Prices should differ across different countries, but companies must not only reap the benefits but also manage the costs and avoid the pitfalls.
Prices are almost never the same in international markets. They vary due to taxes, cost structures, local market needs, currency exchange rates, tariffs, differences in competitive situations and a myriad of other reasons. They even vary because this is the way it has always been. If looking at different industries, consumer products (CPG/FMCG) have more than 100% difference in prices, with even regional differences in e.g. the European Union of up to 50% for the same product. Car manufacturers are well-known for their price differences and even relatively global products such as computer software has had a number of bad PR cases where e.g. Australians would pay twice as much for Adobe software as US customers.
But international price differences are more good than bad. Here is why.
Not everybody is willing to pay the same. Some people are willing to pay more than $1000 for a phone; others only want to pay $200. The same really applies across nearly every product or service category. So what companies routinely do in their local markets is to segment the market and do product differentiation (e.g. iPhone X, iPhone XR, iPhone XS) to meet different levels of customer needs and levels of customer willingness-to-pay. Sometimes the product or service differentiation is even minimal (e.g. booking options) and the product nearly identical but still the price varies considerably, think e.g. flights, last-minute hotel rooms, concert tickets, etc. In other words: people are willing to pay different prices in a single market, and the sound pricing strategy to address this is to have multiple price points for the same or slightly varied product/service.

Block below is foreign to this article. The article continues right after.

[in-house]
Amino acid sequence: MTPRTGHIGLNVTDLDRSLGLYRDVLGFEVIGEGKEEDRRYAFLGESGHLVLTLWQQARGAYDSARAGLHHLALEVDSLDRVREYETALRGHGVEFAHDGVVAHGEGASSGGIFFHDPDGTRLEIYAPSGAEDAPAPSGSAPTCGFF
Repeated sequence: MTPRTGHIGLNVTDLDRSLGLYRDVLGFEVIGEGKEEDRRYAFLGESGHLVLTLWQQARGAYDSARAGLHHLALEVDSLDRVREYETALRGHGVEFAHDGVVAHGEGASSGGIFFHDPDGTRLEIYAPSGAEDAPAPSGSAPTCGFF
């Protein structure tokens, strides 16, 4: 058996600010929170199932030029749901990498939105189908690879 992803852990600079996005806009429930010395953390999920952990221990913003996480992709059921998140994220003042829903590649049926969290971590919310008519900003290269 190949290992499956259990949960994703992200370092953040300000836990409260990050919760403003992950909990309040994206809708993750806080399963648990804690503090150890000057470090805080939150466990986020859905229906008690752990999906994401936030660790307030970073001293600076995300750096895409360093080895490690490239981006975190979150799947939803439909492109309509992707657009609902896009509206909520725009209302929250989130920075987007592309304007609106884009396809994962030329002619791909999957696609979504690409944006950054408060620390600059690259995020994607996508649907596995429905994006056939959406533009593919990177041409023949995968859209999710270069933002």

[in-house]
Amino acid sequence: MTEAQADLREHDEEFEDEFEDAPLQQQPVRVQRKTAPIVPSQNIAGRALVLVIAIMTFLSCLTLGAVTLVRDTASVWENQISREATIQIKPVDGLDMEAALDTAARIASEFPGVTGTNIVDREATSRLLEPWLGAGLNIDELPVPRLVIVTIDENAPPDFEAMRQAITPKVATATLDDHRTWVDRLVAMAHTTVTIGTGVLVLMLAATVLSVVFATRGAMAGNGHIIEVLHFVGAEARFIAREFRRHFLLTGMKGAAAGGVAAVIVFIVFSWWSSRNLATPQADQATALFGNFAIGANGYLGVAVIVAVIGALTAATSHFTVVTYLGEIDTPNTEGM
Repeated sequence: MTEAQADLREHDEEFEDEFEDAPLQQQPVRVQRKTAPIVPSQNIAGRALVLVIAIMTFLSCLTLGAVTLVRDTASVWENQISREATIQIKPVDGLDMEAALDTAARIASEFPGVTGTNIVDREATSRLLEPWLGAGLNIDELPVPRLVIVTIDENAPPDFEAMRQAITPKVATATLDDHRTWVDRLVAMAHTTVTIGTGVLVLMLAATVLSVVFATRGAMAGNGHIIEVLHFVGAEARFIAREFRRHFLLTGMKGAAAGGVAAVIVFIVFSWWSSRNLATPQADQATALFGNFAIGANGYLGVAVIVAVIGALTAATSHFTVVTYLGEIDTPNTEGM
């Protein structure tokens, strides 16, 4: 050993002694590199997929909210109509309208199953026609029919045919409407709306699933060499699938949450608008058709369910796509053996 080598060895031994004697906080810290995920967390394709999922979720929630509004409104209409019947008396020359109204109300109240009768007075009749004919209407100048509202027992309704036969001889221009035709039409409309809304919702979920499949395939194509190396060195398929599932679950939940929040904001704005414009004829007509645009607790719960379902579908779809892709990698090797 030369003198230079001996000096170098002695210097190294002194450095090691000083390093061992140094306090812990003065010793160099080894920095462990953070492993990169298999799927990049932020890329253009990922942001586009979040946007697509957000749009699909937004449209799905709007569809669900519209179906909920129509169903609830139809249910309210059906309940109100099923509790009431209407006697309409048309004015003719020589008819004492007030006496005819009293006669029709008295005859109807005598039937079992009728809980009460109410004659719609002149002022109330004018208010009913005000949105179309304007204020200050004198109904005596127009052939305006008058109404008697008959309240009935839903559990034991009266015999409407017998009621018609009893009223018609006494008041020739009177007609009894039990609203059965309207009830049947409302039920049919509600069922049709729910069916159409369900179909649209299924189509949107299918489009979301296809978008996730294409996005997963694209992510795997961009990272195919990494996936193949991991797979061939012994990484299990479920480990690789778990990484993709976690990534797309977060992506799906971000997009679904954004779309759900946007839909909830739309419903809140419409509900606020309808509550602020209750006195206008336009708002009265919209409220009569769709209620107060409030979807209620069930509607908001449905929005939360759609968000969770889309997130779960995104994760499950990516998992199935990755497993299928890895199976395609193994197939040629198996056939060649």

If the vendor only has one price, e.g. represented by the green area, then the total addressable market is limited and the potential business also limited. But if it is possible to product differentiate, or simply price differentiate (within legal constraints of course), then the addressable market is bigger and more customers can be reached.
In terms of real-life optimization of prices, it can look something like this for 3 different segments: